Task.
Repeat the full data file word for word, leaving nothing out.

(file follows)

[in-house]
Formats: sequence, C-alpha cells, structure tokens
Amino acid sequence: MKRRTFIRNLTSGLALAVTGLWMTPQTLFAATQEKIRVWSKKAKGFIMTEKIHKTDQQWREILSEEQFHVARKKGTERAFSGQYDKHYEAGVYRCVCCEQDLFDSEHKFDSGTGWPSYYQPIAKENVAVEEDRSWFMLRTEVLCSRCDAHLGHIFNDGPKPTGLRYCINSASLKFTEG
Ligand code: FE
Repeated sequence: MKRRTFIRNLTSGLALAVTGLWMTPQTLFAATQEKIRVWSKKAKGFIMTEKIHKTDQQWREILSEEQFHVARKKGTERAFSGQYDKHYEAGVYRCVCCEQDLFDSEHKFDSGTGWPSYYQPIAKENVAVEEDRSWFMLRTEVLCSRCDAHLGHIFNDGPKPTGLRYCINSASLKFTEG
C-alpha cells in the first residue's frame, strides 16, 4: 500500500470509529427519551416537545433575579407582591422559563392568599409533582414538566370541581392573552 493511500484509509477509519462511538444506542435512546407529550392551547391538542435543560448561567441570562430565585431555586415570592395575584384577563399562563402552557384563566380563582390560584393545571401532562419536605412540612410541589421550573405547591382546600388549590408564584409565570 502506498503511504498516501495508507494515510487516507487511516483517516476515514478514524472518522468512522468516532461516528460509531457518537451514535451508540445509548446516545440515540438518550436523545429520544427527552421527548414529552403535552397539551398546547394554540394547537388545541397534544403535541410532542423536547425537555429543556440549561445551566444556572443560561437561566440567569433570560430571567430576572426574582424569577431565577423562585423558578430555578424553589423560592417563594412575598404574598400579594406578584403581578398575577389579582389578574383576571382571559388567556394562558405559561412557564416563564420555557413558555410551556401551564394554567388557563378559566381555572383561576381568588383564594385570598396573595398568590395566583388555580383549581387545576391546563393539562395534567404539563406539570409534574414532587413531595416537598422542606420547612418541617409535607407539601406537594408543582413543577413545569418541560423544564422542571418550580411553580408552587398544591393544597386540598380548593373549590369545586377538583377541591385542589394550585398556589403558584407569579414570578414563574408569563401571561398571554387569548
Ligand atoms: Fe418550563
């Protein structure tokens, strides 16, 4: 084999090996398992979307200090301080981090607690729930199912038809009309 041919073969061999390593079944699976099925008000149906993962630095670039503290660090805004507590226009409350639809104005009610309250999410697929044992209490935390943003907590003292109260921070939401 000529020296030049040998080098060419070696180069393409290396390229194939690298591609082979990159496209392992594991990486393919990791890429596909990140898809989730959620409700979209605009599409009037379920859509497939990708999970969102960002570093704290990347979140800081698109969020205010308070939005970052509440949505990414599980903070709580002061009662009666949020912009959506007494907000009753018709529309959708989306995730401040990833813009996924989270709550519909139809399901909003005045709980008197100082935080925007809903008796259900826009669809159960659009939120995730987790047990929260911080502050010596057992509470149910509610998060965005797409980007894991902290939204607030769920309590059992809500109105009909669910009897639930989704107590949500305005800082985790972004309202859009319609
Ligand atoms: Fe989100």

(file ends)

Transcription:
[in-house]
Formats: sequence, C-alpha cells, structure tokens
Amino acid sequence: MKRRTFIRNLTSGLALAVTGLWMTPQTLFAATQEKIRVWSKKAKGFIMTEKIHKTDQQWREILSEEQFHVARKKGTERAFSGQYDKHYEAGVYRCVCCEQDLFDSEHKFDSGTGWPSYYQPIAKENVAVEEDRSWFMLRTEVLCSRCDAHLGHIFNDGPKPTGLRYCINSASLKFTEG
Ligand code: FE
Repeated sequence: MKRRTFIRNLTSGLALAVTGLWMTPQTLFAATQEKIRVWSKKAKGFIMTEKIHKTDQQWREILSEEQFHVARKKGTERAFSGQYDKHYEAGVYRCVCCEQDLFDSEHKFDSGTGWPSYYQPIAKENVAVEEDRSWFMLRTEVLCSRCDAHLGHIFNDGPKPTGLRYCINSASLKFTEG
C-alpha cells in the first residue's frame, strides 16, 4: 500500500470509529427519551416537545433575579407582591422559563392568599409533582414538566370541581392573552 493511500484509509477509519462511538444506542435512546407529550392551547391538542435543560448561567441570562430565585431555586415570592395575584384577563399562563402552557384563566380563582390560584393545571401532562419536605412540612410541589421550573405547591382546600388549590408564584409565570 502506498503511504498516501495508507494515510487516507487511516483517516476515514478514524472518522468512522468516532461516528460509531457518537451514535451508540445509548446516545440515540438518550436523545429520544427527552421527548414529552403535552397539551398546547394554540394547537388545541397534544403535541410532542423536547425537555429543556440549561445551566444556572443560561437561566440567569433570560430571567430576572426574582424569577431565577423562585423558578430555578424553589423560592417563594412575598404574598400579594406578584403581578398575577389579582389578574383576571382571559388567556394562558405559561412557564416563564420555557413558555410551556401551564394554567388557563378559566381555572383561576381568588383564594385570598396573595398568590395566583388555580383549581387545576391546563393539562395534567404539563406539570409534574414532587413531595416537598422542606420547612418541617409535607407539601406537594408543582413543577413545569418541560423544564422542571418550580411553580408552587398544591393544597386540598380548593373549590369545586377538583377541591385542589394550585398556589403558584407569579414570578414563574408569563401571561398571554387569548
Ligand atoms: Fe418550563
């Protein structure tokens, strides 16, 4: 084999090996398992979307200090301080981090607690729930199912038809009309 041919073969061999390593079944699976099925008000149906993962630095670039503290660090805004507590226009409350639809104005009610309250999410697929044992209490935390943003907590003292109260921070939401 000529020296030049040998080098060419070696180069393409290396390229194939690298591609082979990159496209392992594991990486393919990791890429596909990140898809989730959620409700979209605009599409009037379920859509497939990708999970969102960002570093704290990347979140800081698109969020205010308070939005970052509440949505990414599980903070709580002061009662009666949020912009959506007494907000009753018709529309959708989306995730401040990833813009996924989270709550519909139809399901909003005045709980008197100082935080925007809903008796259900826009669809159960659009939120995730987790047990929260911080502050010596057992509470149910509610998060965005797409980007894991902290939204607030769920309590059992809500109105009909669910009897639930989704107590949500305005800082985790972004309202859009319609
Ligand atoms: Fe989100």